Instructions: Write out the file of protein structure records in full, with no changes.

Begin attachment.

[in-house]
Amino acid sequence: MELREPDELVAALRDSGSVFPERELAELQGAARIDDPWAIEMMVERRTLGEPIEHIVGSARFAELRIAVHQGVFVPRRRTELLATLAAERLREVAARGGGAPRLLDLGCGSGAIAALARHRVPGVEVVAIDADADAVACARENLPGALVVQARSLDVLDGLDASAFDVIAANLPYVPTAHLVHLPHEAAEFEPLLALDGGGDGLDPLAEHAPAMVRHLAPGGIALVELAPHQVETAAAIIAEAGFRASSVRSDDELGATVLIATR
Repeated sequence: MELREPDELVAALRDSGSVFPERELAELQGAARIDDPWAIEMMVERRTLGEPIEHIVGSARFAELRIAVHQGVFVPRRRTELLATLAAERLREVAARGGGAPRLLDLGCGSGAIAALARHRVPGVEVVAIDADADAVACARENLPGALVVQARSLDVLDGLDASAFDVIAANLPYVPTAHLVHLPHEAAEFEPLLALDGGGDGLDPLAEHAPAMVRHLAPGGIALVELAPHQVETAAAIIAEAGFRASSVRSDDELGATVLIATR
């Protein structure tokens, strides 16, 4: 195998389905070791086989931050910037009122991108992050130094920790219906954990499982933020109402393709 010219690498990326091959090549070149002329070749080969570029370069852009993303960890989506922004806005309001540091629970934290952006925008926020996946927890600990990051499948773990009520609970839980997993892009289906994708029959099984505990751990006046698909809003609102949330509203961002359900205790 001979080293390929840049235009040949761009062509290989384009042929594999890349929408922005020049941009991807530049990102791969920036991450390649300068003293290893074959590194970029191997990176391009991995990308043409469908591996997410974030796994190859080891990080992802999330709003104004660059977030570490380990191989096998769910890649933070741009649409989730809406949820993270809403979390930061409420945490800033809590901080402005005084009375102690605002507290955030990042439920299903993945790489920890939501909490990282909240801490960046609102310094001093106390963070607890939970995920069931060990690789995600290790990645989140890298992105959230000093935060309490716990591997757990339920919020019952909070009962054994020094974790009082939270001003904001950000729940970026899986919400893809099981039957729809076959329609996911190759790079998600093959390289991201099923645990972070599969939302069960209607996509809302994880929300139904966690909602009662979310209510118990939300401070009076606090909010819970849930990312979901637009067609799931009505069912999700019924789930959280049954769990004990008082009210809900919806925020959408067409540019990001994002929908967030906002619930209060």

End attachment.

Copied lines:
[in-house]
Amino acid sequence: MELREPDELVAALRDSGSVFPERELAELQGAARIDDPWAIEMMVERRTLGEPIEHIVGSARFAELRIAVHQGVFVPRRRTELLATLAAERLREVAARGGGAPRLLDLGCGSGAIAALARHRVPGVEVVAIDADADAVACARENLPGALVVQARSLDVLDGLDASAFDVIAANLPYVPTAHLVHLPHEAAEFEPLLALDGGGDGLDPLAEHAPAMVRHLAPGGIALVELAPHQVETAAAIIAEAGFRASSVRSDDELGATVLIATR
Repeated sequence: MELREPDELVAALRDSGSVFPERELAELQGAARIDDPWAIEMMVERRTLGEPIEHIVGSARFAELRIAVHQGVFVPRRRTELLATLAAERLREVAARGGGAPRLLDLGCGSGAIAALARHRVPGVEVVAIDADADAVACARENLPGALVVQARSLDVLDGLDASAFDVIAANLPYVPTAHLVHLPHEAAEFEPLLALDGGGDGLDPLAEHAPAMVRHLAPGGIALVELAPHQVETAAAIIAEAGFRASSVRSDDELGATVLIATR
């Protein structure tokens, strides 16, 4: 195998389905070791086989931050910037009122991108992050130094920790219906954990499982933020109402393709 010219690498990326091959090549070149002329070749080969570029370069852009993303960890989506922004806005309001540091629970934290952006925008926020996946927890600990990051499948773990009520609970839980997993892009289906994708029959099984505990751990006046698909809003609102949330509203961002359900205790 001979080293390929840049235009040949761009062509290989384009042929594999890349929408922005020049941009991807530049990102791969920036991450390649300068003293290893074959590194970029191997990176391009991995990308043409469908591996997410974030796994190859080891990080992802999330709003104004660059977030570490380990191989096998769910890649933070741009649409989730809406949820993270809403979390930061409420945490800033809590901080402005005084009375102690605002507290955030990042439920299903993945790489920890939501909490990282909240801490960046609102310094001093106390963070607890939970995920069931060990690789995600290790990645989140890298992105959230000093935060309490716990591997757990339920919020019952909070009962054994020094974790009082939270001003904001950000729940970026899986919400893809099981039957729809076959329609996911190759790079998600093959390289991201099923645990972070599969939302069960209607996509809302994880929300139904966690909602009662979310209510118990939300401070009076606090909010819970849930990312979901637009067609799931009505069912999700019924789930959280049954769990004990008082009210809900919806925020959408067409540019990001994002929908967030906002619930209060």